If you are planting in poorly draining soil plant in a raised mound, so that the top of the root system is slightly above the level of the soil. This encourages excess water to drain away from the base of the plant.
Gently backfill the hole being careful not to disturb the plant too much. When the hole is about half filled water well. After the water has drained away ,continue to fill the hole. Don’t place soil, or too much soil, on top of the root ball. This prevents the soil from compacting and suffocating the root system.
Water well. Incorporating a dose of root stimulator, such as Bontone Rooting Powder, encourages root development. This helps the plant to establish itself and reduces the chances of plant shock.
Place a 2 inch layer of wood mulch or pine straw around the base of the plant. This helps to conserve moisture and prevent weed growth.
Planting in Containers
Your chosen container should be at least 10 inches wider than the diameter of the root ball. It should also have drainage holes in the bottom. If you want a truly low maintenance garden try planting in self watering containers.
Place a porous landscape fabric, such as the Easy Gardener All Purpose Weed Barrier, at the bottom of the container. This prevents the drainage holes from becoming clogged up and the soil from becoming waterlogged.
Place a thin layer of potting soil at the bottom of the container and position the plant in the center. The root system should sit half an inch to an inch below the rim of the container. When you are happy with the position and the level of the plant, backfill the container. Mixing pumice or perlite with fresh, general purpose compost creates a good, well-draining mix.
Water the container well, until water begins to seep from the drainage holes in the bottom of the container. After watering, place a layer, about half an inch thick, of organic mulch such as sphagnum moss or wood chip on top of the soil. This helps the soil to conserve moisture.
If you are planting a climbing variety remember to provide a trellis or some form of support that the plant can attach itself to. The support structure should be about 6 to 12 inches from the base of the plant.
Vining varieties in particular benefit from being placed near some form of support, such as a fence. This gives the plant something to trail its vines around.
While some people may like to let the plant grow freely if you want a neater appearance you have to train the plant. To do this use plastic tie tapes or other stretchy material that allows for growth. Velcro Garden Ties are strong enough to support a plant, without causing it any damage.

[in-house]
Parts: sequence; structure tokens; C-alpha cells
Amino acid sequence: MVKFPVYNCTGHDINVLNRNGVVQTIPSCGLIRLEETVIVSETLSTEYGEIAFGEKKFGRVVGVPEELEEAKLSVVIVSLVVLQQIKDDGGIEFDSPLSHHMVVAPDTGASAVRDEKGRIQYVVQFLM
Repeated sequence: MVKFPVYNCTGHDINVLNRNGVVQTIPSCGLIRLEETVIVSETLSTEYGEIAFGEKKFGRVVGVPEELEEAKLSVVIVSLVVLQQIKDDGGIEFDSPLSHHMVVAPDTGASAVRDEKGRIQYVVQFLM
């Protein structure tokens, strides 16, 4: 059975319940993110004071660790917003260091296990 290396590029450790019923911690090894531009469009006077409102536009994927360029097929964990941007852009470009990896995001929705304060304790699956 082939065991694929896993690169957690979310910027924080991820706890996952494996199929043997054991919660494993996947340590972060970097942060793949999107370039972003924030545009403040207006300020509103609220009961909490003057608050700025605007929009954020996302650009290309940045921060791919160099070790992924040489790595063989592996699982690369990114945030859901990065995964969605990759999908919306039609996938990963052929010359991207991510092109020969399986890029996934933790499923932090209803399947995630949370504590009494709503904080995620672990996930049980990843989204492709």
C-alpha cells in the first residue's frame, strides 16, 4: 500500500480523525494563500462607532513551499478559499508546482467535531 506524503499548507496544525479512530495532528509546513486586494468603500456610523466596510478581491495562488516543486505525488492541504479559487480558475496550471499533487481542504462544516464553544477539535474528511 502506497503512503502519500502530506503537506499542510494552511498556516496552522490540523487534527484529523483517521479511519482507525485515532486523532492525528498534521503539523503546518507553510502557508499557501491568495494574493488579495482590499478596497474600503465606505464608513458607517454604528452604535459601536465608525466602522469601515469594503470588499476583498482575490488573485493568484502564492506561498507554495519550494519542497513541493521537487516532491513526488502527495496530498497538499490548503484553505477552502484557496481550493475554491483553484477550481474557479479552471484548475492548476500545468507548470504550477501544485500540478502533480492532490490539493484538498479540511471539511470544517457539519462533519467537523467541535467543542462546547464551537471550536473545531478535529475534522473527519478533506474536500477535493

Gently tie the plant to the support. Don’t tie so tightly that the tie cuts into the plant.
How to Care for Honeysuckle
Once planted honeysuckle care is pleasingly easy to care for.
Water the plants well. The soil should be moist or damp to the touch but never soggy. Once established, the plants tolerate occasional periods of drought.
Don’t overwater. This can cause the plants to become diseased or the roots to rot. If you are unsure whether to water or not, wait a day or two until the soil has dried out a little more. It is far easier to correct the problems caused by underwatering than those caused by overwatering.
Mulching helps the soil to retain moisture as well as giving the plants a nutritional boost. Remember to replace the compost with a fresh layer every spring.
Honeysuckle plants in fertile soil do not require fertilization.
If you do decide to fertilize, apply a low-nitrogen fertilizer in the spring. This encourages new growth. Alternatively slow release shrub and tree fertilizers or organic plant food can also be applied in the spring.
Feed container plants with a balanced fertilizer in early spring and early summer. A slow-release fertilizer is ideal. Alternatively water soluble plant food can also be used, like liquid plant feeds these are easily incorporated into watering routines.
Deadheading and Pruning
Use a sharp pair of garden scissors to deadhead spent flowers. This encourages new flowers and repeat flowers throughout the summer months.
Deadheading spent flowers early in the summer encourages new flowers to form.
Pruning is best done in late fall or winter when the plant is dormant or semi-dormant. Evergreen varieties won’t become dormant. Instead, these are best pruned at the end of the flowering season. This ensures that you won’t accidentally prune away any new buds.
Vining varieties are best pruned lightly, just for shaping. You can prune lightly throughout the year, just be careful not to remove too much new growth or flower buds. Older plants may require more pruning to remove large dead areas. This is best done in the fall, or if the plant becomes dormant, in the winter.